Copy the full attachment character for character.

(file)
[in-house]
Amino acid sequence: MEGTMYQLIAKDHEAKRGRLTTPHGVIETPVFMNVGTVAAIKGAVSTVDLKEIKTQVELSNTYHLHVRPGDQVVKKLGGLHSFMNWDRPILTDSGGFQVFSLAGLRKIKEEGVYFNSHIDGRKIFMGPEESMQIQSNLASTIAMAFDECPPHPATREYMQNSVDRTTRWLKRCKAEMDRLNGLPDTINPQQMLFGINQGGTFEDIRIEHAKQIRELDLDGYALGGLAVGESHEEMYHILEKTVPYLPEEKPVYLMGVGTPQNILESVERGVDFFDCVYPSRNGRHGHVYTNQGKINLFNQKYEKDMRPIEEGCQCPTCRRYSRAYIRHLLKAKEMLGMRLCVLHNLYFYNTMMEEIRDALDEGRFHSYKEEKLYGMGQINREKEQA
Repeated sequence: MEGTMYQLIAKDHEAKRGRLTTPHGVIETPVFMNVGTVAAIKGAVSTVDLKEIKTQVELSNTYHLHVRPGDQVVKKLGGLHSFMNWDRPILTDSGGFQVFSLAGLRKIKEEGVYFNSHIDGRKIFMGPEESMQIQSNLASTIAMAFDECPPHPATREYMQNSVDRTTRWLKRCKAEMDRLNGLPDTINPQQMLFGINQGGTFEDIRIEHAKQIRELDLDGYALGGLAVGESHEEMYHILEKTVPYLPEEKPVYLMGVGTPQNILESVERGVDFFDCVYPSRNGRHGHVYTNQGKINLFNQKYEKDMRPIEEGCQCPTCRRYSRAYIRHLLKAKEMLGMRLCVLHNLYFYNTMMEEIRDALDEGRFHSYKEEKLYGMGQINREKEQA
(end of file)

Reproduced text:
[in-house]
Amino acid sequence: MEGTMYQLIAKDHEAKRGRLTTPHGVIETPVFMNVGTVAAIKGAVSTVDLKEIKTQVELSNTYHLHVRPGDQVVKKLGGLHSFMNWDRPILTDSGGFQVFSLAGLRKIKEEGVYFNSHIDGRKIFMGPEESMQIQSNLASTIAMAFDECPPHPATREYMQNSVDRTTRWLKRCKAEMDRLNGLPDTINPQQMLFGINQGGTFEDIRIEHAKQIRELDLDGYALGGLAVGESHEEMYHILEKTVPYLPEEKPVYLMGVGTPQNILESVERGVDFFDCVYPSRNGRHGHVYTNQGKINLFNQKYEKDMRPIEEGCQCPTCRRYSRAYIRHLLKAKEMLGMRLCVLHNLYFYNTMMEEIRDALDEGRFHSYKEEKLYGMGQINREKEQA
Repeated sequence: MEGTMYQLIAKDHEAKRGRLTTPHGVIETPVFMNVGTVAAIKGAVSTVDLKEIKTQVELSNTYHLHVRPGDQVVKKLGGLHSFMNWDRPILTDSGGFQVFSLAGLRKIKEEGVYFNSHIDGRKIFMGPEESMQIQSNLASTIAMAFDECPPHPATREYMQNSVDRTTRWLKRCKAEMDRLNGLPDTINPQQMLFGINQGGTFEDIRIEHAKQIRELDLDGYALGGLAVGESHEEMYHILEKTVPYLPEEKPVYLMGVGTPQNILESVERGVDFFDCVYPSRNGRHGHVYTNQGKINLFNQKYEKDMRPIEEGCQCPTCRRYSRAYIRHLLKAKEMLGMRLCVLHNLYFYNTMMEEIRDALDEGRFHSYKEEKLYGMGQINREKEQA